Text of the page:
Besides root rot, mealy bugs can invade this plant when there is high humidity indoors. When you realize the infestation, dip cotton swabs in alcohol and wipe the bugs off your plant’s leaves or stems.

Things to Look Out For

Even with the most diligent care, your Golden Pothos may not maintain peak health throughout its lifespan. The plant will develop issues due to fluctuations in environmental conditions, lapses in care, or overwatering.

The most common problems to watch out for when keeping a Golden Pothos include:

  • Brown leaves. The browning of leaves can be a sign of overwatering, underwatering, or too much direct sunlight.
  • Yellow leaves. Yellow leaves can be a sign of nutrient deficiency or root rot.
  • Drooping leaves. Drooping leaves can be a sign of underwatering or shock from moving to a new location.

Get Your Golden Pothos From Nick’s Garden Center

When purchasing Golden Pothos, get it from a reputable garden center. The garden centers have healthy and well-maintained plants that will thrive without issue. Moreover, the garden centers have experts to advise you on caring for your plant.

Nick’s Garden is where to get the Golden Pothos and other houseplant. We have knowledgeable gardening staff to assist you in every step of the gardening journey, from selecting the right plants to maintaining them.

Contact us to order a Golden Pothos or any other houseplant.

Hardy winter herbs

Herbs You Can Plant That Will Survive the Winter

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Many gardeners assume that winter is never a good time of year to plant herbs. However, despite the freezing temperatures, you can still get a supply of fresh herbs simply by planting winter-hardy plants.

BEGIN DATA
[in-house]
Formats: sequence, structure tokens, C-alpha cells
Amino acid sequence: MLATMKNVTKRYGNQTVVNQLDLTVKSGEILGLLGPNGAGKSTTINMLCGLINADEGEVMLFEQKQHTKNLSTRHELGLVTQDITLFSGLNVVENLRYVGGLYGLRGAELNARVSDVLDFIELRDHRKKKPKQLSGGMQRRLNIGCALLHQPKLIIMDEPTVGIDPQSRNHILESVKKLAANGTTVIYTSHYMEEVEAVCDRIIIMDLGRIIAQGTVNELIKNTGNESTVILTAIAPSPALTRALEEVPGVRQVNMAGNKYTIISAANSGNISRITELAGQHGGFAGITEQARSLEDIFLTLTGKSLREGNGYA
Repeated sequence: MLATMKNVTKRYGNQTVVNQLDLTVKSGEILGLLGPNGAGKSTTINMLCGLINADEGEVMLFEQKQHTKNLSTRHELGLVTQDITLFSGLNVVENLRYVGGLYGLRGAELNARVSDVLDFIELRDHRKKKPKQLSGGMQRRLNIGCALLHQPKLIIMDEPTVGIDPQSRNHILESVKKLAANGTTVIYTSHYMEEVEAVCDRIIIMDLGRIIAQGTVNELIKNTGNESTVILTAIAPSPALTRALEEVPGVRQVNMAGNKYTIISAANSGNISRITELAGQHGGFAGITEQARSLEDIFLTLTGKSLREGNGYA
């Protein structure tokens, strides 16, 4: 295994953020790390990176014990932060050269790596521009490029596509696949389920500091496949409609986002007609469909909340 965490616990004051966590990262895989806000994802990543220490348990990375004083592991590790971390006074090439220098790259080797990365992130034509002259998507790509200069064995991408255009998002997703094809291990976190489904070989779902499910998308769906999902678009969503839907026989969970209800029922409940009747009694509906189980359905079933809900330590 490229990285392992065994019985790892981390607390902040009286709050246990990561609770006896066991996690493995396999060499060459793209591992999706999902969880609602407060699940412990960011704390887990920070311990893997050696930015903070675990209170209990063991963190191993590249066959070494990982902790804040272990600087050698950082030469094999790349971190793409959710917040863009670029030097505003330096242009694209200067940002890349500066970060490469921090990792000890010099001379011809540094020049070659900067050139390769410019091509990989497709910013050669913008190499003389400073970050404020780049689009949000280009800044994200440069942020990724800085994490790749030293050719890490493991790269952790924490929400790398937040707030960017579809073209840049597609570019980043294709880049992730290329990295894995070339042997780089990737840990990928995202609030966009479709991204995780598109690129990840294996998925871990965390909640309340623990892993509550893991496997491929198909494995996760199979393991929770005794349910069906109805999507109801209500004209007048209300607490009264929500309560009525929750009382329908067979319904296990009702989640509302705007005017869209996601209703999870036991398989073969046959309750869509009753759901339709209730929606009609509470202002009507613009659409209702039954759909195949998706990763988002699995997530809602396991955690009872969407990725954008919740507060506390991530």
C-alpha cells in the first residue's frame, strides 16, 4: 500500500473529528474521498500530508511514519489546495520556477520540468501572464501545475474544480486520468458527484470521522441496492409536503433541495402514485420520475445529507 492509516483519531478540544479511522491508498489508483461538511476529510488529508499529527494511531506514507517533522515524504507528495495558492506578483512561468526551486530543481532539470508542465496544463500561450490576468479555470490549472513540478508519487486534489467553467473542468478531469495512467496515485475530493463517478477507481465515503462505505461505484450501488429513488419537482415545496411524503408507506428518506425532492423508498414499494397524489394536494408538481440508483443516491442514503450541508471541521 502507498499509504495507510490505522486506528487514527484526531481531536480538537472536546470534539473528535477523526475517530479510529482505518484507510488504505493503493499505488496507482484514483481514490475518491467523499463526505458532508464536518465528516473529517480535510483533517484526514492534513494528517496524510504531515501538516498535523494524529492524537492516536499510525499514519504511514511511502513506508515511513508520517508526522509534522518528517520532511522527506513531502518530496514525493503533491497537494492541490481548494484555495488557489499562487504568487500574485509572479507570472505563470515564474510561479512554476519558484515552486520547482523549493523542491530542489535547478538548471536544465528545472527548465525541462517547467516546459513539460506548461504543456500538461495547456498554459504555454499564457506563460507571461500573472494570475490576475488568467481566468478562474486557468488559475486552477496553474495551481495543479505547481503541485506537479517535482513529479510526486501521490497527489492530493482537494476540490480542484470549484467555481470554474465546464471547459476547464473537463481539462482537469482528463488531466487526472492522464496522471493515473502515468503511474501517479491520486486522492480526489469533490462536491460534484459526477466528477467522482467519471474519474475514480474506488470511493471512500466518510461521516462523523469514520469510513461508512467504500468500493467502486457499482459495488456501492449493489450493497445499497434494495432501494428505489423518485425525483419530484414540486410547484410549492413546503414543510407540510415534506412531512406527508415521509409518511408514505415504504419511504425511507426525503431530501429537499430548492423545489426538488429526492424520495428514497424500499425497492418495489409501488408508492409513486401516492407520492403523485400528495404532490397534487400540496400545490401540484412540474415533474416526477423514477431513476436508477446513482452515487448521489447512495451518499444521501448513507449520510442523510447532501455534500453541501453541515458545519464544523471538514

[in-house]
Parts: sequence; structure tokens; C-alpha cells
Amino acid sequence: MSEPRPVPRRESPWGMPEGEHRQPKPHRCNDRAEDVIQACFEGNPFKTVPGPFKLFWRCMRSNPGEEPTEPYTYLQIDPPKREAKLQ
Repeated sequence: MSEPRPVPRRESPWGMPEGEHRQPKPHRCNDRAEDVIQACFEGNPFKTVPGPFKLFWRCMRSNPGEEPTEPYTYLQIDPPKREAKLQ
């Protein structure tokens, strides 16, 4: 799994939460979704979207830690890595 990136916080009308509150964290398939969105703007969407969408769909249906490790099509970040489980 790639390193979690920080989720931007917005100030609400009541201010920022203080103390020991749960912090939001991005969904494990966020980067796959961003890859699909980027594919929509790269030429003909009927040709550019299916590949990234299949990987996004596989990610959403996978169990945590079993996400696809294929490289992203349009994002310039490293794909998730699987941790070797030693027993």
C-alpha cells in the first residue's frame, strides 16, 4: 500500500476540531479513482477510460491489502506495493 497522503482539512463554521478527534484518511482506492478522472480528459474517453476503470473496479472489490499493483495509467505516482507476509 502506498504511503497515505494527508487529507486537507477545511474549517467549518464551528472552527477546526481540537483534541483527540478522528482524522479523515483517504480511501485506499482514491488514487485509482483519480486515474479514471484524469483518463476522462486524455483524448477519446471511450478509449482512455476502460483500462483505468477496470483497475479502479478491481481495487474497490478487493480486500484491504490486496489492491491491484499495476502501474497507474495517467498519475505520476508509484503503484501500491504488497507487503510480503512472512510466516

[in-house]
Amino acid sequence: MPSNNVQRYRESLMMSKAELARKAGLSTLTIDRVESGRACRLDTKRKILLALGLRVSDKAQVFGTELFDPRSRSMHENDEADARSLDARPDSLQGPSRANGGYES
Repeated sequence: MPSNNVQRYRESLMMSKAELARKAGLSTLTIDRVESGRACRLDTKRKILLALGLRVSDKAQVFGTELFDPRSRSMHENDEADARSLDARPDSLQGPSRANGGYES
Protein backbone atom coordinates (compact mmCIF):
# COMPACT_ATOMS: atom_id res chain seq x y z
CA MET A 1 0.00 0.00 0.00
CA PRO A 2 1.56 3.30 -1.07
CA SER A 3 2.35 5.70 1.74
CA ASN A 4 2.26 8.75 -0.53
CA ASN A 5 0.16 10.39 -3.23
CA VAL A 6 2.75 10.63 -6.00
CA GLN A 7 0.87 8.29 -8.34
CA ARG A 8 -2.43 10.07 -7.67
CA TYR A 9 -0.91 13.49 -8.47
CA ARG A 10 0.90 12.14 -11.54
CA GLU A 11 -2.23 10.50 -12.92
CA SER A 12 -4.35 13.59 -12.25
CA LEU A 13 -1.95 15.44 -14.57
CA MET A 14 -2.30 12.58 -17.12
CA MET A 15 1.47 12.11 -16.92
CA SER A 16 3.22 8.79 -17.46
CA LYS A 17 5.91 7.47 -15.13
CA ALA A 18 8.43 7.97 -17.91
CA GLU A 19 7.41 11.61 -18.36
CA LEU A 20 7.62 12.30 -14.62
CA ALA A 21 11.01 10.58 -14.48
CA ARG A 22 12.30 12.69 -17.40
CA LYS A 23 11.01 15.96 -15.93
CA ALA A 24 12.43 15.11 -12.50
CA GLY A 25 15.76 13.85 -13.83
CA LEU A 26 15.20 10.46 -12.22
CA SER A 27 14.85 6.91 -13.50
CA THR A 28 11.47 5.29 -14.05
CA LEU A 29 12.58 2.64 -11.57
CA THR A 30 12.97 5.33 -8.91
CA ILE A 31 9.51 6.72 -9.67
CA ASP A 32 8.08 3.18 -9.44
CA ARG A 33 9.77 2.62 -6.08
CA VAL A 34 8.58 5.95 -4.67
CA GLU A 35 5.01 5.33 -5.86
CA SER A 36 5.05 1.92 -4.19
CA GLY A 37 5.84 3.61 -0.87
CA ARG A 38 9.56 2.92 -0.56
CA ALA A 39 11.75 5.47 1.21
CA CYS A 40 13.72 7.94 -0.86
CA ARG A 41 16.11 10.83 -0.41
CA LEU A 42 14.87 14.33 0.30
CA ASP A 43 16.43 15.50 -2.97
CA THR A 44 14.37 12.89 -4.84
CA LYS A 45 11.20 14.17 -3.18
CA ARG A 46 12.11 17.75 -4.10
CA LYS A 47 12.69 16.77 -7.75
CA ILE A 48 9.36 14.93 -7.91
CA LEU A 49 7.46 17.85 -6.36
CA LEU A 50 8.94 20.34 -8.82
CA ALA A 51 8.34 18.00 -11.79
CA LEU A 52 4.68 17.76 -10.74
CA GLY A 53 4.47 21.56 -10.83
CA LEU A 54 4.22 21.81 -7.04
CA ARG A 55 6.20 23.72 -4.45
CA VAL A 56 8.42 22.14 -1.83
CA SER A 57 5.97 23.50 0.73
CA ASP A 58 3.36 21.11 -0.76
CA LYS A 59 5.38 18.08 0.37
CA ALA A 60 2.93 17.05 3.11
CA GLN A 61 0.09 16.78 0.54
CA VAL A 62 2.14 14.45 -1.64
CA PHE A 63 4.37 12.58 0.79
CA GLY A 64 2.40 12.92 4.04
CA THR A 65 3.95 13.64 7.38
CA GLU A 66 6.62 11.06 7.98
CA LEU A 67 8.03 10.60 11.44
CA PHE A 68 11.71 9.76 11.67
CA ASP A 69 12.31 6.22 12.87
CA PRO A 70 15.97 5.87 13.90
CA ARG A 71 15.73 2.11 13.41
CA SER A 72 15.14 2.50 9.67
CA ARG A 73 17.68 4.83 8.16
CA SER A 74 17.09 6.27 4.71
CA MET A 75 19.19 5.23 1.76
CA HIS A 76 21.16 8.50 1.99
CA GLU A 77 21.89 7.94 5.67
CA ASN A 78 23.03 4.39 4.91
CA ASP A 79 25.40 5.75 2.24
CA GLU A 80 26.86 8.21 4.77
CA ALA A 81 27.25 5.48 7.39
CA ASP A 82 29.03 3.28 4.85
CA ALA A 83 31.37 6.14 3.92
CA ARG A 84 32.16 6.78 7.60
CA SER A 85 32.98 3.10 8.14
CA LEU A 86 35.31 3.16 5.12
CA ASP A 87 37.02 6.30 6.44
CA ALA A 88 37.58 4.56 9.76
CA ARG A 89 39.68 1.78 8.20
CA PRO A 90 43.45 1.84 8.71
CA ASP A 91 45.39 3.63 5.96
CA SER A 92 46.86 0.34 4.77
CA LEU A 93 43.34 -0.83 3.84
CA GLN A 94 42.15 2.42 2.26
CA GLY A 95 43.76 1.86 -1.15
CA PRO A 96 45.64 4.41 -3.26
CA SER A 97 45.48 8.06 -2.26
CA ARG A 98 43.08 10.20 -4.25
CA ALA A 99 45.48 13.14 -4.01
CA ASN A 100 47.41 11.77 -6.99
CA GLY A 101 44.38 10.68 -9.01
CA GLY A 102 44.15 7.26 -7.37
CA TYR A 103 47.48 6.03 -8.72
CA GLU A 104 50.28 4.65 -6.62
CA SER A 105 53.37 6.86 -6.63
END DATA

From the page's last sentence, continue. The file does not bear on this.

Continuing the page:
Nick’s Garden Center explains what hardy herbs are and how they’re adapted for this season. We also introduce you to the best herbs that can withstand Denver’s cold winters.

Find the right variety for your garden.

Understanding Winter-hardy Herbs

Winter-hardy herbs are a variety of plants that can thrive in winter. The herbs have special adaptations that help them thrive in harsh conditions such as frost. In particular, the winter-hardy plants have the following characteristics:

  • Small leaves
  • Waxy coating
  • Thick bark
  • Deep roots

Planning Your Winter Herb Garden

Planning is an important first step in winter gardening. It helps you take steps to protect your herbs from frost damage, root rot and general stress. So how do you plan your herb garden in the winter? Here are three crucial steps to take into account:

  1. Assess your garden’s climate zone. Climate zone assessment provides information about typical winter weather conditions in your region. This knowledge will help you select appropriate herbs for your garden.
  2. Choose the right herbs for your specific region. Not every hardy herb can thrive in your area. Therefore, shop around for winter-hardy herbs that are adapted to Denver’s winter weather.
  3. Design a layout for your winter herb garden. Before planting, create a plan based on factors, such as sun exposure, growing habits, and garden size. Use this plan to determine the number of seedlings you will need.

Top Winter-Resistant Herbs

From perennial herbs and medicinal herbs to annuals, there is a wide range of hardy plants from which to choose. Below, the garden experts at Nick’s Garden Center present the best varieties of each category.

Perennial Herbs

Perennial herbs have a lifespan of more than two years. These herb varieties provide you with fresh herbs year after year without the need for regular replanting.

Some of the best perennial herbs that are ideal for winter in Denver are:

  • Rosemary. Rosemary is a versatile, aromatic herb used for culinary and ornamental purposes. With proper care, it can live 15 – 25 years.